Salvage teams inspect Shell's Kulluk drill barge in January after it ran aground near Kodiak Island, Alaska. (Photo: Tim Aubry/AFP/Getty Images)

Royal Dutch Shell will suspend its controversial offshore oil-drilling program in the Arctic Ocean for the rest of 2013, the company announced Wednesday, following months of incessant setbacks with its drilling rigs and its spill containment vessel.

"We've made progress in Alaska, but this is a long-term program that we are pursuing in a safe and measured way," Shell President Marvin Odum said in a statement Wednesday afternoon. "Our decision to pause in 2013 will give us time to ensure the readiness of all our equipment and people following the drilling season in 2012."

Environmental groups were quick to cheer the news, which seems to bolster their longstanding argument that no oil company has the technical wherewithal to safely drill below the Arctic Ocean. And it's just the latest in a series of polar letdowns for Shell, which has spent nearly $5 billion since 2005 on leases, permits and lawsuits in its quest for Alaska's oil-rich Beaufort and Chukchi seas.

The company only drilled two exploratory "pilot holes" during its debut season in 2012, a year with far more breakdowns than breakthroughs. Its disaster-response plan requires a cleanup barge on site before actual oil drilling starts, but Shell's barge suffered damage during a test in the relatively calm waters of Bellingham, Wash. Sea ice also delayed the arrival of its drill ships in Alaska, and continued bedeviling them even after they arrived in late summer — a summer when Arctic sea ice was at a record low.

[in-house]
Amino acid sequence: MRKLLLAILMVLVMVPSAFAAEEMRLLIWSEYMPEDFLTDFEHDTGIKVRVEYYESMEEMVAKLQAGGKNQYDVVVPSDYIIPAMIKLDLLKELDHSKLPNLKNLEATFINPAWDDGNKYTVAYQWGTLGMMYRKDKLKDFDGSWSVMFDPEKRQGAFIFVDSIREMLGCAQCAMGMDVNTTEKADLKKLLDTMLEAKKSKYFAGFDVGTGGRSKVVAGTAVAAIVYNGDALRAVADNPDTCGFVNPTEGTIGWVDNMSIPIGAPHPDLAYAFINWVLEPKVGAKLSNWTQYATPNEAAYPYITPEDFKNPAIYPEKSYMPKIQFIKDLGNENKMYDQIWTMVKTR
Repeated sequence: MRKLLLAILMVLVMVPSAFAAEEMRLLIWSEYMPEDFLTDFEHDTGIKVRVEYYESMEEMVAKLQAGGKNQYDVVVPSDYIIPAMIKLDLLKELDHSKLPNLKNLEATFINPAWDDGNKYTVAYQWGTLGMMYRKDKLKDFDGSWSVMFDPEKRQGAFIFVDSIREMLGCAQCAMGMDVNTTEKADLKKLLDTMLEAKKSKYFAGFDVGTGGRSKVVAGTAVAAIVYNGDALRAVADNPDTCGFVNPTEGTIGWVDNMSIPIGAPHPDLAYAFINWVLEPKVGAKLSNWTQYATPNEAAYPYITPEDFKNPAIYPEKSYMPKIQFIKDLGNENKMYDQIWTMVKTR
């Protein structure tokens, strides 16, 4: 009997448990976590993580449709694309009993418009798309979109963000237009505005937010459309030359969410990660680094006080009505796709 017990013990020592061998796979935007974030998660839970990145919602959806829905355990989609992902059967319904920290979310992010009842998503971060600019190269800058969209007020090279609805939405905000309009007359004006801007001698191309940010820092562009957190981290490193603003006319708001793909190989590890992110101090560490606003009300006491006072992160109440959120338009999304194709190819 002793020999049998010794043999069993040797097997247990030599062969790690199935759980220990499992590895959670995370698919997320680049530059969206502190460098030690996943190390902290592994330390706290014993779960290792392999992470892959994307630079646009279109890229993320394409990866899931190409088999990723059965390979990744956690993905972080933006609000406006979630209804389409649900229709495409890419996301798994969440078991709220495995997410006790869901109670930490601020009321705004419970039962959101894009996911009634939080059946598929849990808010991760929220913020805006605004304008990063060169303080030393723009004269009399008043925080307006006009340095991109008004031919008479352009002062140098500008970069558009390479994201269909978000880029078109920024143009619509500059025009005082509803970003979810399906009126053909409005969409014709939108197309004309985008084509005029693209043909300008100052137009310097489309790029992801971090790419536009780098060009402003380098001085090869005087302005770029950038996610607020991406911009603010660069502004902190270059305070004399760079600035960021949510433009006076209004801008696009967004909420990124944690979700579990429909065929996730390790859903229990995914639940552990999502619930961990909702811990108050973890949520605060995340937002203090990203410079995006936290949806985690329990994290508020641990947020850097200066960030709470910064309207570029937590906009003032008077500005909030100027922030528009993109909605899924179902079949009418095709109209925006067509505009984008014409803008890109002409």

The problems kept coming after the drilling season ended, when the U.S. Coast Guard reported 16 safety violations with Shell's Noble Discoverer drill ship, which had just returned from exploratory drilling in the Chuckhi Sea. And in late December, the drilling barge Kulluk ran aground near Kodiak Island on its way to a Washington shipyard, sustaining damage and making international headlines. Both vessels are now slated for maintenance and repairs, while the Coast Guard investigates the Kulluk crash and the Justice Department looks into the Noble Discoverer.

"Given Shell's performance over the past year, their decision to pause drilling for 2013 is one of the smartest moves they've made regarding Arctic operations," Andrew Hartsig of the Ocean Conservancy said in an emailed statement Wednesday. "Shell has clearly demonstrated that the company is not prepared to conduct safe and responsible operations in icy Arctic waters. We need a time-out on Arctic drilling until we have improved our understanding of the Arctic ecosystem, protected important ecological and subsistence areas, and developed effective methods to clean up an oil spill in icy Arctic water."

Odum says Shell "remains committed to building an Arctic exploration program," leaving open the possibility of a restart in 2014. But that may depend not just on its equipment and logistics, but also on a looming federal review of its Arctic drilling program, prompted by the same spate of problems that led Shell to halt its operations for 2013. The U.S. Interior Department is expected to complete its review in a few weeks.

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